Hales, Stephen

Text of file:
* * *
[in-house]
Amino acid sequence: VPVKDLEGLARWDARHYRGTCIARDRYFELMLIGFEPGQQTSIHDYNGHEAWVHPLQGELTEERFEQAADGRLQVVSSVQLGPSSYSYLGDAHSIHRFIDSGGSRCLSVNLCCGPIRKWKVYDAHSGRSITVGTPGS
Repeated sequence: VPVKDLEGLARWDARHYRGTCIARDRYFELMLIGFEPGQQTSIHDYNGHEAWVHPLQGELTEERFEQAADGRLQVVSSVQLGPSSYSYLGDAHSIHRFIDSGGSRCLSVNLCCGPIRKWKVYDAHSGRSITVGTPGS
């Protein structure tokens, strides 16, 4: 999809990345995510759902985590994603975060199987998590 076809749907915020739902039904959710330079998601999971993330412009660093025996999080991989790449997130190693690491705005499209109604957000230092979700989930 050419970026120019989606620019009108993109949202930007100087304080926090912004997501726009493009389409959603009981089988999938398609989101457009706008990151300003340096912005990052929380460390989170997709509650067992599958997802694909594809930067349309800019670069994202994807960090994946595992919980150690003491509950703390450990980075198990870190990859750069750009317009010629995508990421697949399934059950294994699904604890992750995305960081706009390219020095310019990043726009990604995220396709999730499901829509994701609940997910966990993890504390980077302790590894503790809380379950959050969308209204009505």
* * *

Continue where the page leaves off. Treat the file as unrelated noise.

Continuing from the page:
, an eminent natural philosopher, particularly distinguished by his experiments on the physiology of plants, was the sixth son of Thomas Hales, esq. of Beakeborn, or Beckesbourn, Kent, and grandson of sir Robert Hales, bart. of Beckesbourn, where he was born, Sept. 17, 1677, and was admitted a pensioner of Bene’t college, Cambridge, under the tuition of Mr. Moss, June 19, 1696, where, after taking his first degree in arts, he was admitted a fellow, Fob. 25, 1702-3. He proceeded M. A. at the next commencement, and was admitted B. D. in 1711. The degree of D. D. was conferred on him by the university of Oxford in 1733. Botany and anatomy formed his studies of relaxation while at Cambridge, his companion in which was the celebrated antiquary Dr. Stukeley. He was advanced successively to the perpetual curacy of Teddington, Middlesex, and to the livings of Portlock, Somersetshire, and Farringdon, Hampshire. He married Mary, the daughter and heiress of Dr. Henry | Newce of Much-Hadham, in the county of Hertford, and rector of Halisham in Sussex. This lady died at the end of two years, leaving no issue, nor did he ever marry strain. He resided to the end of his life at Teddington, wliere he was visited by persons of rank and taste, amongst others by Frederick late prince of Wales, after whose death Dr. Hales was made clerk of the closet to the princess dowager, who always entertained a high respect for him, and after his decease erected a handsome monument to his memory in Westminster-abbey, near that of Handel. On this is liis bust in a large medallion, supported by a female figure representing Botany, accompanied by Religion. The epitaph is in Latin. He refused a canonry 01 Windsor, that he migbt continue to devote himself to his parochial duties, and his favourite scientific pursuits; and as piety, truth, and virtue were the principles of his character, he lived in universal esteem to the age of eighty-four, dying at Teddington, January 4, 1761, where he was buried, under the church tower, which he had rebuilt at his own expence.